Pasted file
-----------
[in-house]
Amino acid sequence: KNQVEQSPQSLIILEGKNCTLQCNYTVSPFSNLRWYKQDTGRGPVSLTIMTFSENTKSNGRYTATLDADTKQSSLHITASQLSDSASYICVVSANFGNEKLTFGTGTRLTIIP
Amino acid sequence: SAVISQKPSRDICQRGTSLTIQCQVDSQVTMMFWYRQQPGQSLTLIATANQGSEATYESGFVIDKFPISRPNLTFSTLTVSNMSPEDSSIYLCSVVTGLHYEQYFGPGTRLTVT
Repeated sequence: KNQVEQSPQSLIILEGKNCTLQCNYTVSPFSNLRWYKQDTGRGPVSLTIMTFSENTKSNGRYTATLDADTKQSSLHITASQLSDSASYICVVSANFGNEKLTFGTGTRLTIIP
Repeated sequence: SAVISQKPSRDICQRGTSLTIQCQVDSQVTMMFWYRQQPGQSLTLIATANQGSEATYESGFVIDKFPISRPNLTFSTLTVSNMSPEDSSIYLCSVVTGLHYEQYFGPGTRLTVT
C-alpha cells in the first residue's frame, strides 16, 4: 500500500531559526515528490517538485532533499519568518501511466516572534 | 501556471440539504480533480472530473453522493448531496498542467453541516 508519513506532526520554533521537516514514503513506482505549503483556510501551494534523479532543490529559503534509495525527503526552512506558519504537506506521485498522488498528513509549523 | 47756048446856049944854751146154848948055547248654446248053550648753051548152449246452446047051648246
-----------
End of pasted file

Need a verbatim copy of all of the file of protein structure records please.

[in-house]
Amino acid sequence: KNQVEQSPQSLIILEGKNCTLQCNYTVSPFSNLRWYKQDTGRGPVSLTIMTFSENTKSNGRYTATLDADTKQSSLHITASQLSDSASYICVVSANFGNEKLTFGTGTRLTIIP
Amino acid sequence: SAVISQKPSRDICQRGTSLTIQCQVDSQVTMMFWYRQQPGQSLTLIATANQGSEATYESGFVIDKFPISRPNLTFSTLTVSNMSPEDSSIYLCSVVTGLHYEQYFGPGTRLTVT
Repeated sequence: KNQVEQSPQSLIILEGKNCTLQCNYTVSPFSNLRWYKQDTGRGPVSLTIMTFSENTKSNGRYTATLDADTKQSSLHITASQLSDSASYICVVSANFGNEKLTFGTGTRLTIIP
Repeated sequence: SAVISQKPSRDICQRGTSLTIQCQVDSQVTMMFWYRQQPGQSLTLIATANQGSEATYESGFVIDKFPISRPNLTFSTLTVSNMSPEDSSIYLCSVVTGLHYEQYFGPGTRLTVT
C-alpha cells in the first residue's frame, strides 16, 4: 500500500531559526515528490517538485532533499519568518501511466516572534 | 501556471440539504480533480472530473453522493448531496498542467453541516 508519513506532526520554533521537516514514503513506482505549503483556510501551494534523479532543490529559503534509495525527503526552512506558519504537506506521485498522488498528513509549523 | 47756048446856049944854751146154848948055547248654446248053550648753051548152449246452446047051648246